After watching the critically acclaimed movie “Lincoln”, Dr. Ranjan Batra, associate professor of neurobiology and anatomical sciences at the University of Mississippi Medical Center, was inspired to do some slavery fact checking on his own. Dr. Batra, who only became a U.S citizen in 2008,  discovered  that Mississippi never got around to actually ratifying the amendment.

Even though Mississippi did vote in 1995, which wasn’t that long ago, to ratify the 13th amendment, there was a clerical error. To err is human, but this error pretty much allowed slavery to be legal until Dr. Batra brought it to their attention.

According to the Clarion Ledger:

After Congress voted for the 13th Amendment in January 1864, the measure went to the states for ratification. On Dec. 6, 1865, the amendment received the three-fourths’ vote it needed when Georgia became the 27th state to ratify it. States that rejected the measure included Delaware, Kentucky, New Jersey and Mississippi. In the months and years that followed, states continued to ratify the amendment, including those that had initially rejected it. New Jersey ratified the amendment in 1866, Delaware in 1901 and Kentucky in 1976. But there was an asterisk beside Mississippi. A note read: “Mississippi ratified the amendment in 1995, but because the state never officially notified the US Archivist, the ratification is not official.”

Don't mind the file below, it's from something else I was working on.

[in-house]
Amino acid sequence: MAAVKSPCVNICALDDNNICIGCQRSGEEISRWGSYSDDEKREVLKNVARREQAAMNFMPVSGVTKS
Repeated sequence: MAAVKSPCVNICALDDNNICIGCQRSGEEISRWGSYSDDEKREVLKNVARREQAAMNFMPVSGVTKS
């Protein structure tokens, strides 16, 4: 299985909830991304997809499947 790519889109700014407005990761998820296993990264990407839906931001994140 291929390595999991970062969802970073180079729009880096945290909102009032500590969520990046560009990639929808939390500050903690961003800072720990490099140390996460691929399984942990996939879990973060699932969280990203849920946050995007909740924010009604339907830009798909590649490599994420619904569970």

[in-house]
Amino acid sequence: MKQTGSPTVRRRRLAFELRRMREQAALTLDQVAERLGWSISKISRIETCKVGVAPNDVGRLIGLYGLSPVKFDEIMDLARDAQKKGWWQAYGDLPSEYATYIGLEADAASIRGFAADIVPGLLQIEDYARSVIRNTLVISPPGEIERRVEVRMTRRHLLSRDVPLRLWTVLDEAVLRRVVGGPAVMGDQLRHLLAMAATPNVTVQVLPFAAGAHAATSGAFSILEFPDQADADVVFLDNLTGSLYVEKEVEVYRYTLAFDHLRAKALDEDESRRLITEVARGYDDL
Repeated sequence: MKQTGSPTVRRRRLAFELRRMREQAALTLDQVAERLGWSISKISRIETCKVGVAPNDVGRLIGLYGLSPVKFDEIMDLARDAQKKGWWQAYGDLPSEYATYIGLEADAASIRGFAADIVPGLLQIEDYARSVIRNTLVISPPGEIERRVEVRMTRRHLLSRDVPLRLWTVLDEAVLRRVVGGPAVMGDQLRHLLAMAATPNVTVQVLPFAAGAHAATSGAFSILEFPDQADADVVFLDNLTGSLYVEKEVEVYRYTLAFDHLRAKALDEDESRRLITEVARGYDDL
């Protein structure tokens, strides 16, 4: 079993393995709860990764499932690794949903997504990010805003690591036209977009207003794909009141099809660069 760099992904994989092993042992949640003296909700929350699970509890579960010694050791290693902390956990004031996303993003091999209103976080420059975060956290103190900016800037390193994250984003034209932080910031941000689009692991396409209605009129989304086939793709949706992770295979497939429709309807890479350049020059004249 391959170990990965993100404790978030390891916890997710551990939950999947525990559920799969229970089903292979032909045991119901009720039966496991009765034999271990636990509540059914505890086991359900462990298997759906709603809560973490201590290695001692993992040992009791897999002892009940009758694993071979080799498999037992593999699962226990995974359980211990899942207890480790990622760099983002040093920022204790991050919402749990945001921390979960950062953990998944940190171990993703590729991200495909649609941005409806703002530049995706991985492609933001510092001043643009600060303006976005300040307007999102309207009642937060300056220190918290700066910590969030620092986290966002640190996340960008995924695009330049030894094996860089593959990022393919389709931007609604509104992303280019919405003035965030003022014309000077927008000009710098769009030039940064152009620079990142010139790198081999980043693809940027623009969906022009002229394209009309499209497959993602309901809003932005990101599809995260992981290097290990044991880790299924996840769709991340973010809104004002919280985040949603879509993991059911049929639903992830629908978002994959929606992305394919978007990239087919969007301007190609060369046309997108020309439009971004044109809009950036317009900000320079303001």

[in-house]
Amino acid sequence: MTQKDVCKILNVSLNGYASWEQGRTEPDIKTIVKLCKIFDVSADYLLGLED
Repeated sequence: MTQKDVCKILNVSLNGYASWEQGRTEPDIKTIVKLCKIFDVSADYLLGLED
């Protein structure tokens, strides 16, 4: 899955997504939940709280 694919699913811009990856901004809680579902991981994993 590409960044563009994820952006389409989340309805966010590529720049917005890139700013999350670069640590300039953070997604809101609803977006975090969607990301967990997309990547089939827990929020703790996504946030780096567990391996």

Dr. Batra and his associate Ken Sullivan brought this clerical error to the attention of government officials in Mississippi this month. Mississippi finally did its due diligence and officially ratified the 13th Amendment. When asked about the state’s blunder, Secretary of State Delbert Hosemann, whose office filed the final papers this year said, “It was long overdue.”


How about that for a moment in Black History?

 



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  • http://gravatar.com/rastaman1967 rastaman

    Mississippi Goddamn!

  • mslibrarylady

    Kayj…thank you for that! I’ve been in MS for eight years and I’m learning of the rich heritage and history. Yes, there is work to be done, but I would argue there is work to be done in ALL of the states.

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